SOARING metal prices are tempting motorists to sell their clapped-out cars to scrap merchants for a pittance -- with potentially serious knock-on impact on the environment.
Thousands of cars at the end of their lives go 'missing' each year, according to a report from the Environmental Protection Agency (EPA).
And that is leading to ground water being contaminated by engine oil and other pollutants.
Before the recession, demand for scrap metal was low so motorists usually disposed of their cars by going to a registered dealer who took it off their hands for free.
They were given a certificate to show the vehicle would be broken down and disposed of in an environmentally-friendly manner.
That meant all the dangerous substances such as oil, brake fluids, battery acids and tyres would be recycled.
However, recent increases in the value of scrap metal have prompted many motorists to opt for cash, sometimes as little as €50, from unregistered scrap metal dealers who then strip the car of valuable components.
There is no way to trace how the dangerous substances are disposed of.
This raises the possibility that many of the chemicals may be illegally dumped. And that could mean serious pollution and a major threat to drinking water sources for years to come.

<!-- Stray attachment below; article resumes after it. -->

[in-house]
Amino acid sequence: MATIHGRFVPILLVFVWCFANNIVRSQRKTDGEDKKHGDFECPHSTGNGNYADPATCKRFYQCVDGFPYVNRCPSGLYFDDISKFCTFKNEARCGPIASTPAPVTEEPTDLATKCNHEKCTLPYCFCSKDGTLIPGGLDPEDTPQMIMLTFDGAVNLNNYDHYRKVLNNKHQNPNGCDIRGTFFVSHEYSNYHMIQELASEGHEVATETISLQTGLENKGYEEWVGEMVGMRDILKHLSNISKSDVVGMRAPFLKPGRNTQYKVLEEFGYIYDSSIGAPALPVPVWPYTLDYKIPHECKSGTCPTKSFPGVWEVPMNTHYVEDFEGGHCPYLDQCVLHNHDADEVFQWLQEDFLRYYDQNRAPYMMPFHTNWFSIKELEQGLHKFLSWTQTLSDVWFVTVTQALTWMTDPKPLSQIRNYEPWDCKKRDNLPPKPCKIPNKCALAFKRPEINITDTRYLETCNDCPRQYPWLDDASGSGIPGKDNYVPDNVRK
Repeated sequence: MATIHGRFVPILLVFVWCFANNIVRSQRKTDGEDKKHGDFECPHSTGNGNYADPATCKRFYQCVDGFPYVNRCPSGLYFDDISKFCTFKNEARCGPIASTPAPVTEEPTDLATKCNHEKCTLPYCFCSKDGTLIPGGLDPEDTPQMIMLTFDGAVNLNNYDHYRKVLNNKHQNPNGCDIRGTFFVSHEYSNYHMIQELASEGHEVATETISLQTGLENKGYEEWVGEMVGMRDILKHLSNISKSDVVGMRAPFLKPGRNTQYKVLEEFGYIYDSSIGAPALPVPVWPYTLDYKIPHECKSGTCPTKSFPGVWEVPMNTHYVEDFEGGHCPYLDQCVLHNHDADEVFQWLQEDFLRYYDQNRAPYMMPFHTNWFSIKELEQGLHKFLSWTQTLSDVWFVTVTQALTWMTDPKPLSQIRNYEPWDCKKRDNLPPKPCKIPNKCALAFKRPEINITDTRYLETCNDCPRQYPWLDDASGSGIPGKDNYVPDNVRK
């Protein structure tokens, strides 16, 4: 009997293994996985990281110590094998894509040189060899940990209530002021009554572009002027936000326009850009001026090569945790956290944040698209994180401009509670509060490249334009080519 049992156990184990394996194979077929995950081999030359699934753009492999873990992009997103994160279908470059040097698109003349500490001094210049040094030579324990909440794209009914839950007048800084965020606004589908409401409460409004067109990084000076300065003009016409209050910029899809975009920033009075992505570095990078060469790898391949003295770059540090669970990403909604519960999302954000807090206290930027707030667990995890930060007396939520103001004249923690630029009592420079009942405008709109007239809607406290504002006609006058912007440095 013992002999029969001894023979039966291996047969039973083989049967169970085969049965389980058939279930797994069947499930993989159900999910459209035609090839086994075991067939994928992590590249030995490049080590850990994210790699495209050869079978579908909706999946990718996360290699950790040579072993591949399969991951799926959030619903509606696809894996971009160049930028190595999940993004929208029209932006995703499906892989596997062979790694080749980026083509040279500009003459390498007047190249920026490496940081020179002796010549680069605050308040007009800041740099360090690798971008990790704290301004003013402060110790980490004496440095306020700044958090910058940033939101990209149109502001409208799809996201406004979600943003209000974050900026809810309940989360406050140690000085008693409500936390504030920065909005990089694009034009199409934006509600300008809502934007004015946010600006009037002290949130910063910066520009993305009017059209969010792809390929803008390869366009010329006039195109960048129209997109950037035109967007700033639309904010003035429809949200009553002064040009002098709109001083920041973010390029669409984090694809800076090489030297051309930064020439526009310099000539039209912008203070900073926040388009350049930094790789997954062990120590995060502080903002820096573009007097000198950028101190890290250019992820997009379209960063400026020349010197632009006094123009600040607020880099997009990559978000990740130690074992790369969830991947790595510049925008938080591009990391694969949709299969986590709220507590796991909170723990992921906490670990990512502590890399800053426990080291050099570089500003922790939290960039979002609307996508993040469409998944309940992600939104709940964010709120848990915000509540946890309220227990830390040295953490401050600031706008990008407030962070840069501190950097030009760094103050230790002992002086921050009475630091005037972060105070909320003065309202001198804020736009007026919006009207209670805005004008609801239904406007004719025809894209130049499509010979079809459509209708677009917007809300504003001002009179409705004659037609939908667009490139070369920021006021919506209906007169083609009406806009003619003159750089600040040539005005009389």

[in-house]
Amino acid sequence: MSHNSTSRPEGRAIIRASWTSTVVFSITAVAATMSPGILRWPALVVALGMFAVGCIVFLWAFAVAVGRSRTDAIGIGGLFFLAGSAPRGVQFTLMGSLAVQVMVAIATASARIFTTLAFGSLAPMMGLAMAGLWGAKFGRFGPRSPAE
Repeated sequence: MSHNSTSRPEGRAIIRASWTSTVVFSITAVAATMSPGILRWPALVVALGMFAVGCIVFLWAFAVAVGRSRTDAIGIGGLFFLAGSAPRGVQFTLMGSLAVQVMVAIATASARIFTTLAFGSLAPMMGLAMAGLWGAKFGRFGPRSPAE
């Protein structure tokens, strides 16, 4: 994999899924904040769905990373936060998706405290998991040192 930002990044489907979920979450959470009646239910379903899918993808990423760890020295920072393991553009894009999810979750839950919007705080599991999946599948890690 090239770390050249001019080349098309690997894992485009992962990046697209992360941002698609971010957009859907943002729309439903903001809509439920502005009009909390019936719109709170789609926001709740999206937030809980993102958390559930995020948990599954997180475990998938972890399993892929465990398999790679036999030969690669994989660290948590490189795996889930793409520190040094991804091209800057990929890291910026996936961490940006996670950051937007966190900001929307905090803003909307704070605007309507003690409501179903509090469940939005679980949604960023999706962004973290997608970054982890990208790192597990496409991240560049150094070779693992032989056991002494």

The EPA says one solution is to force car owners to pay motor tax until they can produce a 'certificate of destruction' to show their cars have been sent to an authorised dealer.
An EPA spokesman said: "Metal prices are very high at the moment so you'll have fellows who will take the car off someone's hands for €50.
"Authorised dealers take batteries, oils, brake fluids, petrol and diesel and remove explosive devices used in airbags.
"If you give it to the man with the van, they're probably chucking these fluids somewhere else."
The EU has put enormous pressure on member states to comply with the End of Life Vehicle (ELV) Directive. We are not reaching its targets to recycle and reuse components.
In 2010, around 152,455 vehicles were legally destroyed, but thousands are unaccounted for.
Stiffer targets are on the way and the EPA says 'urgent' action is needed to increase the number of cars being properly recycled.
The Society of the Irish Motor Industry (SIMI) said that it is working with the Government on the issue.